Homemade bread recipesgreenspun.com : LUSENET : Countryside : One Thread
Hello; I am looking for homemade bread recipes. Also,Can you buy yeast in big bags or in bulk? Thanks,Lisa
-- Lisa (firstname.lastname@example.org), January 21, 2001
I buy instant yeast in a one pound block off the grocery shelf. Lasts quite a while. Keep it in the fridge after you open it. If you have a way to reseal part of it, that's even the better.
-- mary,texas (email@example.com), January 21, 2001.
http://188.8.131.52/servlets/sfs? t=contentFeatureArticle&i=953568555281&b=953568555281&c=Default&l=0&cu stomerID=guest&FormID=0&id=973609923298 ,, thats a site with bread recipes,,, kinda a begineers guide,,, which I need
-- Stan (firstname.lastname@example.org), January 21, 2001.
I would check at the local food coop. They sell yeast in bulk for really reasonalble and is usually better in quality, at least in my experience.
As for a bread recipe, I have made up my own over the years, and it mixes in a bread machine or by hand. It has been given rave reviews by both family and friends. But first, I would need to know if you have a grain grinder or not. Mine does require you grind your own grains. Maylene
-- Maylene (email@example.com), January 21, 2001.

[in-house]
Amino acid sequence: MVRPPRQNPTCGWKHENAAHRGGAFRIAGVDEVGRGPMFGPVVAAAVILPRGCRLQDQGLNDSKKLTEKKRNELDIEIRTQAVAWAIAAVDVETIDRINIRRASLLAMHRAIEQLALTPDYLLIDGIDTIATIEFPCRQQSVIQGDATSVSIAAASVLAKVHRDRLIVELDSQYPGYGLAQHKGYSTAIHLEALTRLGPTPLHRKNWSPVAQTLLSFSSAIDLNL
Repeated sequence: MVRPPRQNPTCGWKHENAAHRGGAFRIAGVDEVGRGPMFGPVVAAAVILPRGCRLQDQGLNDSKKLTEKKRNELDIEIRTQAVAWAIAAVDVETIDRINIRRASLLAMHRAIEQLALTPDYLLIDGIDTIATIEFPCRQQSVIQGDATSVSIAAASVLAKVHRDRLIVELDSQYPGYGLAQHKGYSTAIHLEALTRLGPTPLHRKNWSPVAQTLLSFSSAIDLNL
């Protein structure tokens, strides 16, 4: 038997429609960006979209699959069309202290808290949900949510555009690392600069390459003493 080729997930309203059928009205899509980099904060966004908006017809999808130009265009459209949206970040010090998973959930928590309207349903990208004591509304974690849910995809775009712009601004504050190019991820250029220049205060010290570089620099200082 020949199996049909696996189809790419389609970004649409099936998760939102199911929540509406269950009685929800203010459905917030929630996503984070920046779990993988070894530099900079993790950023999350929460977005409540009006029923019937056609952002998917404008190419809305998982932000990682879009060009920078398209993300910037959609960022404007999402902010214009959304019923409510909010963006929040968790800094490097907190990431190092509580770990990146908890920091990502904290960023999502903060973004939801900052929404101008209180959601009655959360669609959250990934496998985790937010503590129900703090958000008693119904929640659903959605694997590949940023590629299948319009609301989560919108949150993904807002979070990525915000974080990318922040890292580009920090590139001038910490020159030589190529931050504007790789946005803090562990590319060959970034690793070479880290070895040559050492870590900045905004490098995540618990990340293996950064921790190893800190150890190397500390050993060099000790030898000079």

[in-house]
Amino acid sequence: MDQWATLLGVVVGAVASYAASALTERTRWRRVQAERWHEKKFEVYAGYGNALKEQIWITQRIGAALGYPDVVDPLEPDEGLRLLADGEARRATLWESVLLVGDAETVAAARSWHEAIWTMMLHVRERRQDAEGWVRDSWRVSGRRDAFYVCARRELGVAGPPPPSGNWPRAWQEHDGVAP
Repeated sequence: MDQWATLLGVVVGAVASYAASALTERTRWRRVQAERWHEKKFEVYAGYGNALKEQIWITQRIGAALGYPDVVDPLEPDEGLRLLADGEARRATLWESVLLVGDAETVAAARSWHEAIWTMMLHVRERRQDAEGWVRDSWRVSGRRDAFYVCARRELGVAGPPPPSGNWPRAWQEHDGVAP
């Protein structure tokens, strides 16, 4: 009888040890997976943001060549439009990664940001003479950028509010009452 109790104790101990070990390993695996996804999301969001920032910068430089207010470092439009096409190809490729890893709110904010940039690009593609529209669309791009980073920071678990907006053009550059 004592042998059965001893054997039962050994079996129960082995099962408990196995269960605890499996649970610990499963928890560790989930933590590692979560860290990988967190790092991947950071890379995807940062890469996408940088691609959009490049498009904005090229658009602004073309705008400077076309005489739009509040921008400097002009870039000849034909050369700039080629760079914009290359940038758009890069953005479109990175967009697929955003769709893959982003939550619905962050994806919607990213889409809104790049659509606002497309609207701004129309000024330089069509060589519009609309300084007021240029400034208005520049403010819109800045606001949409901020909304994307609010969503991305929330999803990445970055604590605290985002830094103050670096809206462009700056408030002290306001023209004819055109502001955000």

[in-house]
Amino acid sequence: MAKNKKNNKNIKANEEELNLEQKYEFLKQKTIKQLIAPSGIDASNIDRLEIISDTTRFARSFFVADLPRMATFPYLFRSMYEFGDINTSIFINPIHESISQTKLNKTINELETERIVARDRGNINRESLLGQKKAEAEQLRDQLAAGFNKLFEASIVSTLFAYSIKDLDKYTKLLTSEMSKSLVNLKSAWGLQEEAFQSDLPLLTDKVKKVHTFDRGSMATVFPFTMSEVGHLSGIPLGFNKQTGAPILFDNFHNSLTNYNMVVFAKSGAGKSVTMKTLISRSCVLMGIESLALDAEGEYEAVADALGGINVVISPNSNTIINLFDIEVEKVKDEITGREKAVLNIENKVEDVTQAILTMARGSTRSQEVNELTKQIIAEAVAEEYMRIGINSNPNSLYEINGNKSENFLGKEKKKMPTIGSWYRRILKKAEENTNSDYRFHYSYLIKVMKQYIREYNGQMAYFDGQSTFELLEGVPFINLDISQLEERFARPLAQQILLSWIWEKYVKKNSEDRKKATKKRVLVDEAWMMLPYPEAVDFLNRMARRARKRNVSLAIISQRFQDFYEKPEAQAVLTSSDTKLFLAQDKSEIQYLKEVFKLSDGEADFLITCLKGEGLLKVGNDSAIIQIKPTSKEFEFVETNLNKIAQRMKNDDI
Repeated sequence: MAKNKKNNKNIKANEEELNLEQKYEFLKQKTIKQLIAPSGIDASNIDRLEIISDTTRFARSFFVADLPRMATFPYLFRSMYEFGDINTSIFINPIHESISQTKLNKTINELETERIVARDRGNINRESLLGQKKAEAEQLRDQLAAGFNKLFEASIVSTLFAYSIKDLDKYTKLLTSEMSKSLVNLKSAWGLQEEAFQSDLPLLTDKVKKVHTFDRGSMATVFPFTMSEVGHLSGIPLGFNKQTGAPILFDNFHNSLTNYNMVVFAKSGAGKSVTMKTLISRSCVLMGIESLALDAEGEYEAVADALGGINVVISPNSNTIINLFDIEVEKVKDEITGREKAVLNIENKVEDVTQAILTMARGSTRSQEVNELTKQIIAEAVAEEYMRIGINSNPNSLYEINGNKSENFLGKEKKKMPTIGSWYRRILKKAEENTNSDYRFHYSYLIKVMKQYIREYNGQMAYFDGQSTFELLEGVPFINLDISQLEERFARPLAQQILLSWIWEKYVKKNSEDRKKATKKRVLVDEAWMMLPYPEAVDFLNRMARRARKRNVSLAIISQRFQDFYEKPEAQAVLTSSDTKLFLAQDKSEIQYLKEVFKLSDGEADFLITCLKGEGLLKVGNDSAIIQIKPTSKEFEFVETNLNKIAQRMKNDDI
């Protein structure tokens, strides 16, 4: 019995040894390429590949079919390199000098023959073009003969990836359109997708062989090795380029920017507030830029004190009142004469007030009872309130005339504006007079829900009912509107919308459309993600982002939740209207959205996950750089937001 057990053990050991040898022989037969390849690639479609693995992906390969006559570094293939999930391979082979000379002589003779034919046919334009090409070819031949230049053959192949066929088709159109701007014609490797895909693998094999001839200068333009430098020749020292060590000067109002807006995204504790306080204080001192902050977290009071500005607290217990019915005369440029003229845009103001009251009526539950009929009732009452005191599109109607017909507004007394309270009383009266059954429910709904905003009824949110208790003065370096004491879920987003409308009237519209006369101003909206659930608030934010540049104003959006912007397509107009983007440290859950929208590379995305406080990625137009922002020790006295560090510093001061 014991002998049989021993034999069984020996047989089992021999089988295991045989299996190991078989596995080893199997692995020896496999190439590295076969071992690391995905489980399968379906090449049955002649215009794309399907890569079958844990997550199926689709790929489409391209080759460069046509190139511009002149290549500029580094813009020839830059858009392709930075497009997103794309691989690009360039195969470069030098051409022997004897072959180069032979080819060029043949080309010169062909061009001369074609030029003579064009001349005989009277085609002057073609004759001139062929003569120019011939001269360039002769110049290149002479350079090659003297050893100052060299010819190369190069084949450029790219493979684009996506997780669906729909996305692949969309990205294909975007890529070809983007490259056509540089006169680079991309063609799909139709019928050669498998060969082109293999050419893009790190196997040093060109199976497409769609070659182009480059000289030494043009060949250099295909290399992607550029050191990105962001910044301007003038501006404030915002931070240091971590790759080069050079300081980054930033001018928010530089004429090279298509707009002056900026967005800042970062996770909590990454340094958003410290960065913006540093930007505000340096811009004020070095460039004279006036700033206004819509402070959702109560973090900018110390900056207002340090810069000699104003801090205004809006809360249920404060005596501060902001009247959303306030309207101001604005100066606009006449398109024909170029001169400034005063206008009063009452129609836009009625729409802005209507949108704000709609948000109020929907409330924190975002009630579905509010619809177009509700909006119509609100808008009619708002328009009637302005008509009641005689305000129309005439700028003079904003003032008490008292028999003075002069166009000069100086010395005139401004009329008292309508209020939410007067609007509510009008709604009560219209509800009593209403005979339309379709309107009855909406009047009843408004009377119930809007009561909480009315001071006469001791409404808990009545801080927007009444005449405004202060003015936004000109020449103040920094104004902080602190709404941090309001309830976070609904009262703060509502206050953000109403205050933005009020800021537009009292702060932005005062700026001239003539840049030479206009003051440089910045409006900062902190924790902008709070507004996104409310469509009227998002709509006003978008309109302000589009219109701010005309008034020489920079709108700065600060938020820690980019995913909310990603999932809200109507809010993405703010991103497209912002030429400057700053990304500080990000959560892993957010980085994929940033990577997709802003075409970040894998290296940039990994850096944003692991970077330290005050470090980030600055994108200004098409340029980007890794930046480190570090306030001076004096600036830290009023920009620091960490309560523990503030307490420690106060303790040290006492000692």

I buy my yeast in big blocklike vacuum sealed bags at Sam's wholesale. Sourdough only requires a bit of yeast to get the starter going and then you can make bread from here on out without any more yeast. Sourdough is fairly easy to bake with too. Here's my recipe. 3 tblsp yeast put into a large crockery bowl...add 1 quart of 1/2 water and 1/2 milk, fairly warm but not hot or it will kill the yeast...add 1 cup honey....let the yeast work till it has foamed up some, about 7 mins....add 1 cup oil...1 tsp salt(a generous tsp)...add about 4-5 cups white flour(this supplies gluten which the bread needs to be nice an light but it can be made with whole wheat..just heavier)....add 6+ cups wheat flour, keep adding till it is good and stiff(I use fresh ground wheat)....put flour on a clean dry countertop and start kneading..dust dough where it feels real sticky but don't add too much flour or it will end up heavy. Knead till your dough is nice and elastic..about 10 mins. Oil a crockery bowl and put your dough in making sure to rotate it so all of it has some oil....put it in a warm place to rise till doubled....punch down....divide into 5 separate pieces if you are using oversize loaf pans or about 7 if using standard loaf pans....knead a bit and then use a rolling pin to roll into a rectangle....roll up like a jelly roll keeping it taught so air pockets down form....pinch the ends a bit and put in lightly greases bread pan...let rise till it is doubled....put in a preheated 350 degree oven. To tell if it is done take the bread out of the pan and thump bottom...should sound hollow. Take out of pans to cool or bottoms will fall. If you rub a bit of melted butter into the top right as it comes out of the oven it makes the crust look nice. This recipe make a lot of bread so you may need to cut it down some. Since I bake all of our bread it is easier for me to just make up a big batch all at once but some people may not have the muscle I do. It takes a bit of strength to knead this much dough at one time. You can add stuff pretty easily to this basic recipe....other whole or cracked grains...oatmeal etc.